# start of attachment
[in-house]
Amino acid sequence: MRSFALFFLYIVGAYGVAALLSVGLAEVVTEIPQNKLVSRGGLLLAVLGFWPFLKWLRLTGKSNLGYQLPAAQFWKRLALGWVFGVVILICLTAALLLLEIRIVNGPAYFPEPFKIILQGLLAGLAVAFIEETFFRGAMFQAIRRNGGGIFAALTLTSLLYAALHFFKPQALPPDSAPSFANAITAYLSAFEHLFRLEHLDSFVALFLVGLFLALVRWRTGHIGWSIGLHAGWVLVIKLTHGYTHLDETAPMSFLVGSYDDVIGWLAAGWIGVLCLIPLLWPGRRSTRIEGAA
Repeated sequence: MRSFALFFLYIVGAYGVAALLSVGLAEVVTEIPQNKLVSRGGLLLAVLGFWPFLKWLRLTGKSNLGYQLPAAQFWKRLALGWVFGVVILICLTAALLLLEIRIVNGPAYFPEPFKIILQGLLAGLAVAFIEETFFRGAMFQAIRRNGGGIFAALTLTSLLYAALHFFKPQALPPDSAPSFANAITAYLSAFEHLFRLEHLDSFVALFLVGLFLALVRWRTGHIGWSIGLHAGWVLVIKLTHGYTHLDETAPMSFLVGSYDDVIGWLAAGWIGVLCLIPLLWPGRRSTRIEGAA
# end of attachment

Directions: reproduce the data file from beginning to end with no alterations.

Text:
[in-house]
Amino acid sequence: MRSFALFFLYIVGAYGVAALLSVGLAEVVTEIPQNKLVSRGGLLLAVLGFWPFLKWLRLTGKSNLGYQLPAAQFWKRLALGWVFGVVILICLTAALLLLEIRIVNGPAYFPEPFKIILQGLLAGLAVAFIEETFFRGAMFQAIRRNGGGIFAALTLTSLLYAALHFFKPQALPPDSAPSFANAITAYLSAFEHLFRLEHLDSFVALFLVGLFLALVRWRTGHIGWSIGLHAGWVLVIKLTHGYTHLDETAPMSFLVGSYDDVIGWLAAGWIGVLCLIPLLWPGRRSTRIEGAA
Repeated sequence: MRSFALFFLYIVGAYGVAALLSVGLAEVVTEIPQNKLVSRGGLLLAVLGFWPFLKWLRLTGKSNLGYQLPAAQFWKRLALGWVFGVVILICLTAALLLLEIRIVNGPAYFPEPFKIILQGLLAGLAVAFIEETFFRGAMFQAIRRNGGGIFAALTLTSLLYAALHFFKPQALPPDSAPSFANAITAYLSAFEHLFRLEHLDSFVALFLVGLFLALVRWRTGHIGWSIGLHAGWVLVIKLTHGYTHLDETAPMSFLVGSYDDVIGWLAAGWIGVLCLIPLLWPGRRSTRIEGAA